Sunday, January 19, 2014

#Fukushima I NPP Reactor 3 Water Leak from MSIV Room: It's Most Likely the Water from Inside the Pressure Vessel


This is today's update on the water leak from the MSIV (Main Steam Isolation Valve) Room of Reactor 3 at Fukushima I Nuclear Power Plant. (Previous posts on the subject are here and here.)

TEPCO says they did the nuclide analysis of the water sample that the robot collected. The temperature and the levels of contamination indicate it is the water that comes out of the Pressure Vessel/Containment Vessel.

TEPCO's way of saying it is that "the water is not the one that goes into the reactor."

However, the levels of contamination of this water is one to two orders of magnitude smaller than the highly contaminated water in the reactor building basements, which seems to me to indicate that this leaking water is diverted out of the Pressure Vessel it comes in full contact with the corium (wherever it is - part at the bottom of the PV, part buried into the concrete floor of the Containment Vessel).

From TEPCO's alert for the press, 1/19/2014:

【漏えい水の放射能分析結果:採取日1月19日】
・セシウム134 :7.0×10^2 Bq/cm3
・セシウム137 :1.7×10^3 Bq/cm3
・コバルト60  :2.5×10^1 Bq/cm3
・全ベータ :2.4×10^4 Bq/cm3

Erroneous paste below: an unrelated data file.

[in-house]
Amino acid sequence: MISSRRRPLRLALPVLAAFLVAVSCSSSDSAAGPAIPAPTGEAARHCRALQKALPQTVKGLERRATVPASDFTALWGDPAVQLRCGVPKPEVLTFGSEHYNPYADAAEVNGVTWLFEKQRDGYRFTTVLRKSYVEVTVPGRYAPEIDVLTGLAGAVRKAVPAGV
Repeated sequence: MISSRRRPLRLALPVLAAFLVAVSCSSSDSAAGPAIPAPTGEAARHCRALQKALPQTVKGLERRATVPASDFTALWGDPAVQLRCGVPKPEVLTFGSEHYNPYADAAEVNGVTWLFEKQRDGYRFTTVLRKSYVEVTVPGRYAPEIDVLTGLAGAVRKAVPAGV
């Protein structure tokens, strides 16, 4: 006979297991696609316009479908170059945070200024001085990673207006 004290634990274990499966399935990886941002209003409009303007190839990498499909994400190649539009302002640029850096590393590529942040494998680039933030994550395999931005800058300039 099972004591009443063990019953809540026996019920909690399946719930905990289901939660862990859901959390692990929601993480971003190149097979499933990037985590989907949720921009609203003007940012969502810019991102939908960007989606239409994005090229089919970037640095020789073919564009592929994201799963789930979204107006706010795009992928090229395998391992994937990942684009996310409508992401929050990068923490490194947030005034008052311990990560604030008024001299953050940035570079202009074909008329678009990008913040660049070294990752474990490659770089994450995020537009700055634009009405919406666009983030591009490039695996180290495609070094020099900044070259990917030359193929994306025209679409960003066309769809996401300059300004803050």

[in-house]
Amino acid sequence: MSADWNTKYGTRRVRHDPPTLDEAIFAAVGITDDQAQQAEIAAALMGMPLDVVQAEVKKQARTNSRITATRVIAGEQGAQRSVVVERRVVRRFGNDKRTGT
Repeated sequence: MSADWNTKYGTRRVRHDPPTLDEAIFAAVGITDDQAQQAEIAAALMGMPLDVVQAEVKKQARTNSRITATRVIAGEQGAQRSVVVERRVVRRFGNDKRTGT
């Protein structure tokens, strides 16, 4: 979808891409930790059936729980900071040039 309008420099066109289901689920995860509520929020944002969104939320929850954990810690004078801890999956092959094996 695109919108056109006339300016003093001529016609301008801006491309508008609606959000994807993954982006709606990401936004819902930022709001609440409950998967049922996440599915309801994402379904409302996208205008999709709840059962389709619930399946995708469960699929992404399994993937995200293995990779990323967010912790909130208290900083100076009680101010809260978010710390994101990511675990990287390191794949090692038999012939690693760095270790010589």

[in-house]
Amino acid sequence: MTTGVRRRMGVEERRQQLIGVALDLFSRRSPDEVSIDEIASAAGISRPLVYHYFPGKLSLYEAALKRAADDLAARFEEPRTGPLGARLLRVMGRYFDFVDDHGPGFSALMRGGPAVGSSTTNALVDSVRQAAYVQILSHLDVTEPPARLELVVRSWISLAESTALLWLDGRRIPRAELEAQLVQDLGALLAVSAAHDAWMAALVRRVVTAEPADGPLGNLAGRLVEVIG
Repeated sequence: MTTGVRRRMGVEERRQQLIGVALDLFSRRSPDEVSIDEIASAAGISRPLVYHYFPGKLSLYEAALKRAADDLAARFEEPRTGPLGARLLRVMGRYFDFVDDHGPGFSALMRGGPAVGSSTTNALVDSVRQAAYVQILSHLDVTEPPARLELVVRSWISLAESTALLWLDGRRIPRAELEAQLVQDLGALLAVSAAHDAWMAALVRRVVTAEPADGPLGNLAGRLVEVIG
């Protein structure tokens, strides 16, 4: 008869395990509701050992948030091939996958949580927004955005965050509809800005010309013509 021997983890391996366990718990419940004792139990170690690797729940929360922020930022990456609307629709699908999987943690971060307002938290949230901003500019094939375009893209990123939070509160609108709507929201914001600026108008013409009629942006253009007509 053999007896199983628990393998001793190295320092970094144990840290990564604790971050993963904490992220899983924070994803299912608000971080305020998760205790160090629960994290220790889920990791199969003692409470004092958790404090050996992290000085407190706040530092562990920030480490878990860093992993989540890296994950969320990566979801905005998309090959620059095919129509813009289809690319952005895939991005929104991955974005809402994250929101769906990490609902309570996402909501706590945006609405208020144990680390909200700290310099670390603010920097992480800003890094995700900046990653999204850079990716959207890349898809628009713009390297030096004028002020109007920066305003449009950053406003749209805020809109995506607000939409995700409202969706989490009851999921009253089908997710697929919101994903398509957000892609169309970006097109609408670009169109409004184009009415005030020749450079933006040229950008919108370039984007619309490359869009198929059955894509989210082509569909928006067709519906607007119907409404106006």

Nuclide analysis of the leaked water: sample taken on 1/19/2014

  • Cesium-134: 7.0×10^2 Bq/cm3 (700 Bq/cm3)

  • Cesium-137: 1.7×10^3 Bq/cm3 (1,700 Bq/cm3)

  • Cobalt-60: 2.5×10^1 Bq/cm3 (25 Bq/cm3)

  • All-beta: 2.4×10^4 Bq/cm3 (24,000 Bq/cm3)


【漏えい水の温度測定結果:1月19日午後5時頃測定
約20℃

※漏えい確認箇所における雰囲気温度は約7℃(1月19日午前10時頃測定)
原子炉に注水している水の温度は約7℃(1月19日午後5時頃測定

Temperature of the leaked water: measured at 5PM on 1/19/2014

  • About 20 degrees Celsius

*Atmospheric temperature at the location of the leak: 7 degrees Celsius (measured at 10AM, 1/19/2014)
Temperature of the water being injected: 7 degrees Celsius (measured at 5PM, 1/19/2014)

【原子炉に注水している水の至近の放射能分析結果:採取日平成25年12月10日】
・セシウム134 :検出限界値未満
・セシウム137 :検出限界値未満
・コバルト60  :検出限界値未満
・全ベータ :2.8 Bq/cm3

Latest nuclide analysis of water being injected into reactors: sample taken on 12/10/2013

  • Cesium-134: below detection level

  • Cesium-137: below detection level

  • Cobalt-60: below detection level

  • All-beta: 2.8 Bq/cm3


当該漏えい水は、原子炉に注水している水に比べて放射能濃度が高く、水温も高いことから、原子炉に注水している水の直接漏えいによるものではないと考えています。引き続き、漏えい原因等について調査を実施してまいります。

The leaked water is higher in density of radioactive materials than the water being injected into the reactors. The temperature of the water is also higher. Therefore we believe this is not the leak of water that is being injected into the reactor. We will continue to investigate the cause of the leak.


TEPCO's alert has a link to the latest nuclide analysis of water samples taken at different stages of contaminated water treatment (published on 1/17/2014).

According to that analysis, the highly contaminated water that sits in the reactor building basement (supposedly after having come to full contact with the corium) has:

  • Cesium-134: 1.0×10^4 Bq/cm3 (10,000 Bq/cm3)

  • Cesium-137: 2.5×10^4 Bq/cm3 (25,000 Bq/cm3)

  • Cobalt-60: 1.4 Bq/cm3 (after treatment with SARRY)